As someone who has litigated extensively against federal regulators on advertising issues, I have first-hand knowledge of how difficult it is to prevail in a case brought by the feds. For example, the FTC’s “win percentage” is astonishing; some have rated it over 99% of all cases brought. It is fair to say that the deck is stacked against the target of any such litigation.

Typically, in order to prevail against a case brought by a federal regulator, it takes deep pockets and patience. The deck is stacked. Not only does the federal government, including regulators such as the FTC, have the power to freeze assets on a pretrial basis – thereby potentially depriving their targets of the funds to right to counsel – but the legal standards limiting the FTC’s powers are significantly lower than the standards for other non-government civil litigants. For example, the standard for the FTC to obtain a civil preliminary injunction is lower than that used for other federal litigants. For a more detailed discussion of the history and background of the FTC’s powers and the lax injunction standards it enjoys, see

Although the linked article, directly above, deals with the FTC’s considerable antitrust powers under section 13(b) of the FTC Act, its powers under Section 5 of the FTC Act (covering nebulous and elastically worded “unfair or deceptive acts or practices”) are no less. Additionally, government “enforcers” acting under Section 5 often trumpet the filing of a lawsuit in public PR releases, which alone is often enough to put a target out of business. The take-away is that advertisers and manufacturers need to be careful when making advertising claims because if the federal regulators decide to target you or your company, there is relatively little that can be done without deep pocketbooks and the will to take on a massive and powerful bureaucracy that has the legal power to inflict crippling litigation costs — win or lose.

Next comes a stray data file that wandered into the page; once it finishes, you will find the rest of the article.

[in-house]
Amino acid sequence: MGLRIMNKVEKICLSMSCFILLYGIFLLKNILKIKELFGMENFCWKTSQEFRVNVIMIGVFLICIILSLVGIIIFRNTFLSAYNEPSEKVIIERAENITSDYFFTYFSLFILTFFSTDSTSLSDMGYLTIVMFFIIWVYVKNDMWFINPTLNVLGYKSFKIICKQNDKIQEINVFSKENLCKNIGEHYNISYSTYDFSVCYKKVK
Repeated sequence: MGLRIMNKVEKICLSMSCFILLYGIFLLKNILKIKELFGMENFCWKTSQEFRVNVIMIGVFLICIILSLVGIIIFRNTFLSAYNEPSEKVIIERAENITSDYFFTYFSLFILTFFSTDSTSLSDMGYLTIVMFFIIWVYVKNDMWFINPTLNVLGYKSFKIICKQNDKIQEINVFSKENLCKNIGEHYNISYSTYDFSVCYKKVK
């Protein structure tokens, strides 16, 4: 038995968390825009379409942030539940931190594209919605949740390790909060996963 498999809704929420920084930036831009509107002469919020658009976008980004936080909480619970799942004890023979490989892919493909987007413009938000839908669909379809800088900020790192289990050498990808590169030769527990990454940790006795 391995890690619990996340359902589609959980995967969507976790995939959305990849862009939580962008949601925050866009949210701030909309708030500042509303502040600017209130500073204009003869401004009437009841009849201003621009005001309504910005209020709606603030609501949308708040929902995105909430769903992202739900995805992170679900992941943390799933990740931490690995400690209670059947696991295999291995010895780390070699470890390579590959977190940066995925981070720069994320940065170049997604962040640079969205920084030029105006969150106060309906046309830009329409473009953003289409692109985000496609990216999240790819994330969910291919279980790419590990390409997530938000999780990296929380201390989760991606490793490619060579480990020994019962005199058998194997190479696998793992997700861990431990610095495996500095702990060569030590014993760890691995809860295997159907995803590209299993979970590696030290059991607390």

In one recent case, a challenger did, in fact, arise to take on the mighty regulators. Craig Zucker, owner of a company that manufactured a novelty product called Buckyballs, fought the regulators as long and as hard as he could, before succumbing to the litigation pressures and taking the product off the market. See

In that case, the federal Consumer Products Safety Commission (“CPSC”) targeted first the maker of Buckyballs, and then its individual owner.  Buckyballs were magnetized balls, the size of marbles, that could be formed into various shapes and sizes and were meant as a desk-top novelty for office workers. They were not sold or marketed to children. The CPSC argued that the desk-top product was dangerous to children because the balls posed a ingestion risk (and in fairness, there was evidence of numerous actual incidents involving the ingestion of the balls). Consumer groups, such as the Consumer Federation of America, quickly piled-on and argued that the balls looked like shiny candy and that “it’s incredibly important for a manufacturer to take responsibility for how their product is used in the marketplace.” (Neither the Consumer Federation of America nor the CPSC, however, has taken a position on shiny coins or other workaday items that might also be attractive for little kids to swallow.)